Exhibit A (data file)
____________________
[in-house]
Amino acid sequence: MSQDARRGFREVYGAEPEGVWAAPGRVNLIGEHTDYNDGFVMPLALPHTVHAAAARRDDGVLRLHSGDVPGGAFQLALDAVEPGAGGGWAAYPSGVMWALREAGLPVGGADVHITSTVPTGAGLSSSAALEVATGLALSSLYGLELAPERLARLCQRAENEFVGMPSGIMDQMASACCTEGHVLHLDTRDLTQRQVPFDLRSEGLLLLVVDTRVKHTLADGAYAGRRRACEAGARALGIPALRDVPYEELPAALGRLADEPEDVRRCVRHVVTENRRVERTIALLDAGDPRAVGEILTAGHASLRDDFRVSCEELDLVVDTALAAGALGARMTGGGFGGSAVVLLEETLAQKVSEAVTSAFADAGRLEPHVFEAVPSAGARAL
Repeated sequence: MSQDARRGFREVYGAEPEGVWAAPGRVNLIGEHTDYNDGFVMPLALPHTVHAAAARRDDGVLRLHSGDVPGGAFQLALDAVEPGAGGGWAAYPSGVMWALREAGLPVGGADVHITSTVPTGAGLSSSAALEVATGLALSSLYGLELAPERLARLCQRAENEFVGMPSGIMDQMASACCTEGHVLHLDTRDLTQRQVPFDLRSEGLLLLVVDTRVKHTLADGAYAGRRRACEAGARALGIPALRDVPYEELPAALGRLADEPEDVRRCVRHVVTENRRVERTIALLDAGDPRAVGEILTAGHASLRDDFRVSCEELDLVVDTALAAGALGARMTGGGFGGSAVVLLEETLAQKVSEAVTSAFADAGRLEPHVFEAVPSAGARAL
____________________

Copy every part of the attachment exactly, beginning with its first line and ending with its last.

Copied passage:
[in-house]
Amino acid sequence: MSQDARRGFREVYGAEPEGVWAAPGRVNLIGEHTDYNDGFVMPLALPHTVHAAAARRDDGVLRLHSGDVPGGAFQLALDAVEPGAGGGWAAYPSGVMWALREAGLPVGGADVHITSTVPTGAGLSSSAALEVATGLALSSLYGLELAPERLARLCQRAENEFVGMPSGIMDQMASACCTEGHVLHLDTRDLTQRQVPFDLRSEGLLLLVVDTRVKHTLADGAYAGRRRACEAGARALGIPALRDVPYEELPAALGRLADEPEDVRRCVRHVVTENRRVERTIALLDAGDPRAVGEILTAGHASLRDDFRVSCEELDLVVDTALAAGALGARMTGGGFGGSAVVLLEETLAQKVSEAVTSAFADAGRLEPHVFEAVPSAGARAL
Repeated sequence: MSQDARRGFREVYGAEPEGVWAAPGRVNLIGEHTDYNDGFVMPLALPHTVHAAAARRDDGVLRLHSGDVPGGAFQLALDAVEPGAGGGWAAYPSGVMWALREAGLPVGGADVHITSTVPTGAGLSSSAALEVATGLALSSLYGLELAPERLARLCQRAENEFVGMPSGIMDQMASACCTEGHVLHLDTRDLTQRQVPFDLRSEGLLLLVVDTRVKHTLADGAYAGRRRACEAGARALGIPALRDVPYEELPAALGRLADEPEDVRRCVRHVVTENRRVERTIALLDAGDPRAVGEILTAGHASLRDDFRVSCEELDLVVDTALAAGALGARMTGGGFGGSAVVLLEETLAQKVSEAVTSAFADAGRLEPHVFEAVPSAGARAL